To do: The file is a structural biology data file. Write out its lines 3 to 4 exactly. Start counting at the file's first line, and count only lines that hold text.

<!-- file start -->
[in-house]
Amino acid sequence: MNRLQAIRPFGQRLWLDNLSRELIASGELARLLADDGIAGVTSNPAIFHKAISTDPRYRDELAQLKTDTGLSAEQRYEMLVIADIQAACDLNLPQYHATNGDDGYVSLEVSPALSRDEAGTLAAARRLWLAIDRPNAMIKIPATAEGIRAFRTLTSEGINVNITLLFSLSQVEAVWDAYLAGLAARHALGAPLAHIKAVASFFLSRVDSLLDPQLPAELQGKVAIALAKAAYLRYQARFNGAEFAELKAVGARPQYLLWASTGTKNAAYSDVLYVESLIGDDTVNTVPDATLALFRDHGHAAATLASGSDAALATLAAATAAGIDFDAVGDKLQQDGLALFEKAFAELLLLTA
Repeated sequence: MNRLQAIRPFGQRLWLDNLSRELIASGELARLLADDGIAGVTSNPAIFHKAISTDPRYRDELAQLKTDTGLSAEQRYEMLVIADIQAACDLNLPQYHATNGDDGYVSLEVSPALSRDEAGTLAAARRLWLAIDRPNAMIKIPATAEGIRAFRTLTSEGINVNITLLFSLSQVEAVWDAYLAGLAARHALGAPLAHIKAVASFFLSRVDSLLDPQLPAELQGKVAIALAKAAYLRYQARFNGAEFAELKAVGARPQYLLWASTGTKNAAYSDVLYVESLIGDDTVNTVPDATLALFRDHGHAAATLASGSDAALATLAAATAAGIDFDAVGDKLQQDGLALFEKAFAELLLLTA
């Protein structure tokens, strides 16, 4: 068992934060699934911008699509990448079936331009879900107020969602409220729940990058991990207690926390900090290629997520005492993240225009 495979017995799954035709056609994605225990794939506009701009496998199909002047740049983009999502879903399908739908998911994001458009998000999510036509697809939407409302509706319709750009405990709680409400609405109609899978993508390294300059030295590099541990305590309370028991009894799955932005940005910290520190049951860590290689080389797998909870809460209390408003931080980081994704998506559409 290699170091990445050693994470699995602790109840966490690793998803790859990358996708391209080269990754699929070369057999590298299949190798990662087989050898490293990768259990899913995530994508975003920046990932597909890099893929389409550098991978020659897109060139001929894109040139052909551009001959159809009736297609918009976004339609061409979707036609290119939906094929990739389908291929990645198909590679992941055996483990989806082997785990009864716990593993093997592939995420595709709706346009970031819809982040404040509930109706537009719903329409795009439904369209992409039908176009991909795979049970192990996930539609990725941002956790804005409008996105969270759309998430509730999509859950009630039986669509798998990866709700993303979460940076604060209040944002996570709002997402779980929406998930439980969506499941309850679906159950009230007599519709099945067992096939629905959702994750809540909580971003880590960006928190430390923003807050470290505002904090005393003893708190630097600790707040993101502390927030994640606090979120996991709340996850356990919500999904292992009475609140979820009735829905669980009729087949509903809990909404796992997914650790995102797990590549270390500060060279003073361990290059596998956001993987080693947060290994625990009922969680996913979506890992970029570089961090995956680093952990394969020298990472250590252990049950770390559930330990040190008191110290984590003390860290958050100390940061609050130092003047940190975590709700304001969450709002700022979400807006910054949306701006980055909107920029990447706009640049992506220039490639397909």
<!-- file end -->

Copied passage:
Repeated sequence: MNRLQAIRPFGQRLWLDNLSRELIASGELARLLADDGIAGVTSNPAIFHKAISTDPRYRDELAQLKTDTGLSAEQRYEMLVIADIQAACDLNLPQYHATNGDDGYVSLEVSPALSRDEAGTLAAARRLWLAIDRPNAMIKIPATAEGIRAFRTLTSEGINVNITLLFSLSQVEAVWDAYLAGLAARHALGAPLAHIKAVASFFLSRVDSLLDPQLPAELQGKVAIALAKAAYLRYQARFNGAEFAELKAVGARPQYLLWASTGTKNAAYSDVLYVESLIGDDTVNTVPDATLALFRDHGHAAATLASGSDAALATLAAATAAGIDFDAVGDKLQQDGLALFEKAFAELLLLTA
């Protein structure tokens, strides 16, 4: 068992934060699934911008699509990448079936331009879900107020969602409220729940990058991990207690926390900090290629997520005492993240225009 495979017995799954035709056609994605225990794939506009701009496998199909002047740049983009999502879903399908739908998911994001458009998000999510036509697809939407409302509706319709750009405990709680409400609405109609899978993508390294300059030295590099541990305590309370028991009894799955932005940005910290520190049951860590290689080389797998909870809460209390408003931080980081994704998506559409 290699170091990445050693994470699995602790109840966490690793998803790859990358996708391209080269990754699929070369057999590298299949190798990662087989050898490293990768259990899913995530994508975003920046990932597909890099893929389409550098991978020659897109060139001929894109040139052909551009001959159809009736297609918009976004339609061409979707036609290119939906094929990739389908291929990645198909590679992941055996483990989806082997785990009864716990593993093997592939995420595709709706346009970031819809982040404040509930109706537009719903329409795009439904369209992409039908176009991909795979049970192990996930539609990725941002956790804005409008996105969270759309998430509730999509859950009630039986669509798998990866709700993303979460940076604060209040944002996570709002997402779980929406998930439980969506499941309850679906159950009230007599519709099945067992096939629905959702994750809540909580971003880590960006928190430390923003807050470290505002904090005393003893708190630097600790707040993101502390927030994640606090979120996991709340996850356990919500999904292992009475609140979820009735829905669980009729087949509903809990909404796992997914650790995102797990590549270390500060060279003073361990290059596998956001993987080693947060290994625990009922969680996913979506890992970029570089961090995956680093952990394969020298990472250590252990049950770390559930330990040190008191110290984590003390860290958050100390940061609050130092003047940190975590709700304001969450709002700022979400807006910054949306701006980055909107920029990447706009640049992506220039490639397909």